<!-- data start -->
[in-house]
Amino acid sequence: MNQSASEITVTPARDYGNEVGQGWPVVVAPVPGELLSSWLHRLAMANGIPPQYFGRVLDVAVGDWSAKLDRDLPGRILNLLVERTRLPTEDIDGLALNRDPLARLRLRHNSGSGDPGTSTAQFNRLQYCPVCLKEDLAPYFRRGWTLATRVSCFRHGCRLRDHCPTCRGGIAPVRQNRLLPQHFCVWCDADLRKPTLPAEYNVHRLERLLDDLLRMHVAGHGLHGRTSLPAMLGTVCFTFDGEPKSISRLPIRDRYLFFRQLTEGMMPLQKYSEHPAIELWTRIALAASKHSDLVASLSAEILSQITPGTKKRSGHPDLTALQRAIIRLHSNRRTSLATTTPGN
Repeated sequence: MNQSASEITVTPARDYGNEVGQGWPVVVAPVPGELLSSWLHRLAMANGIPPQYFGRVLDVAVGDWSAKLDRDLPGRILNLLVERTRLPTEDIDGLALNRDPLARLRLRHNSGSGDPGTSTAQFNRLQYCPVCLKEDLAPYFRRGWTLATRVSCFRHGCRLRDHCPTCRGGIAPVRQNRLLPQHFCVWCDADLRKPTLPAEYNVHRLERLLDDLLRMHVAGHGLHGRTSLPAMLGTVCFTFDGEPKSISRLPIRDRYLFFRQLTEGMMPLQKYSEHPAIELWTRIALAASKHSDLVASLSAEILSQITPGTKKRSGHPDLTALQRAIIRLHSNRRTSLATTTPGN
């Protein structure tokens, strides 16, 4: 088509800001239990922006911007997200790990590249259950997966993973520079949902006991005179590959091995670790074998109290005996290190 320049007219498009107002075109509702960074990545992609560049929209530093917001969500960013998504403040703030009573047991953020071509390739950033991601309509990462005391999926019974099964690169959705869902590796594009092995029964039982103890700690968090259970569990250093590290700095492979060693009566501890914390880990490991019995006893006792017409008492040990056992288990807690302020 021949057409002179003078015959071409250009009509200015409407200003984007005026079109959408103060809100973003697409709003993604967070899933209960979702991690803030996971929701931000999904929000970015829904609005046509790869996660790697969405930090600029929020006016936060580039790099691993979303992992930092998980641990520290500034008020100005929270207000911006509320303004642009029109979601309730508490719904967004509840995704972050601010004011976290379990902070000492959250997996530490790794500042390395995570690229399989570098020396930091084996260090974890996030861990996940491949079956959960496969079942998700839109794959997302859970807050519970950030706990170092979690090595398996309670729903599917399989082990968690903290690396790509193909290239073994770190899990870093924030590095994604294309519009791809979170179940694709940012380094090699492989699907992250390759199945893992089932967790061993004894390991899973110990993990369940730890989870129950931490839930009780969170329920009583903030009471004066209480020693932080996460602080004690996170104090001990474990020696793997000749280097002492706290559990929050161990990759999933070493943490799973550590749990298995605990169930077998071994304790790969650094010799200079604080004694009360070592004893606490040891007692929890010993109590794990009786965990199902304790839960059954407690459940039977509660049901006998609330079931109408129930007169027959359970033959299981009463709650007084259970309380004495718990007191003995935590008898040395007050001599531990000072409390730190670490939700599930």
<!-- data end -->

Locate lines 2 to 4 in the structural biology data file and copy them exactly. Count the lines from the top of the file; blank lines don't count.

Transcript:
Amino acid sequence: MNQSASEITVTPARDYGNEVGQGWPVVVAPVPGELLSSWLHRLAMANGIPPQYFGRVLDVAVGDWSAKLDRDLPGRILNLLVERTRLPTEDIDGLALNRDPLARLRLRHNSGSGDPGTSTAQFNRLQYCPVCLKEDLAPYFRRGWTLATRVSCFRHGCRLRDHCPTCRGGIAPVRQNRLLPQHFCVWCDADLRKPTLPAEYNVHRLERLLDDLLRMHVAGHGLHGRTSLPAMLGTVCFTFDGEPKSISRLPIRDRYLFFRQLTEGMMPLQKYSEHPAIELWTRIALAASKHSDLVASLSAEILSQITPGTKKRSGHPDLTALQRAIIRLHSNRRTSLATTTPGN
Repeated sequence: MNQSASEITVTPARDYGNEVGQGWPVVVAPVPGELLSSWLHRLAMANGIPPQYFGRVLDVAVGDWSAKLDRDLPGRILNLLVERTRLPTEDIDGLALNRDPLARLRLRHNSGSGDPGTSTAQFNRLQYCPVCLKEDLAPYFRRGWTLATRVSCFRHGCRLRDHCPTCRGGIAPVRQNRLLPQHFCVWCDADLRKPTLPAEYNVHRLERLLDDLLRMHVAGHGLHGRTSLPAMLGTVCFTFDGEPKSISRLPIRDRYLFFRQLTEGMMPLQKYSEHPAIELWTRIALAASKHSDLVASLSAEILSQITPGTKKRSGHPDLTALQRAIIRLHSNRRTSLATTTPGN
């Protein structure tokens, strides 16, 4: 088509800001239990922006911007997200790990590249259950997966993973520079949902006991005179590959091995670790074998109290005996290190 320049007219498009107002075109509702960074990545992609560049929209530093917001969500960013998504403040703030009573047991953020071509390739950033991601309509990462005391999926019974099964690169959705869902590796594009092995029964039982103890700690968090259970569990250093590290700095492979060693009566501890914390880990490991019995006893006792017409008492040990056992288990807690302020 021949057409002179003078015959071409250009009509200015409407200003984007005026079109959408103060809100973003697409709003993604967070899933209960979702991690803030996971929701931000999904929000970015829904609005046509790869996660790697969405930090600029929020006016936060580039790099691993979303992992930092998980641990520290500034008020100005929270207000911006509320303004642009029109979601309730508490719904967004509840995704972050601010004011976290379990902070000492959250997996530490790794500042390395995570690229399989570098020396930091084996260090974890996030861990996940491949079956959960496969079942998700839109794959997302859970807050519970950030706990170092979690090595398996309670729903599917399989082990968690903290690396790509193909290239073994770190899990870093924030590095994604294309519009791809979170179940694709940012380094090699492989699907992250390759199945893992089932967790061993004894390991899973110990993990369940730890989870129950931490839930009780969170329920009583903030009471004066209480020693932080996460602080004690996170104090001990474990020696793997000749280097002492706290559990929050161990990759999933070493943490799973550590749990298995605990169930077998071994304790790969650094010799200079604080004694009360070592004893606490040891007692929890010993109590794990009786965990199902304790839960059954407690459940039977509660049901006998609330079931109408129930007169027959359970033959299981009463709650007084259970309380004495718990007191003995935590008898040395007050001599531990000072409390730190670490939700599930």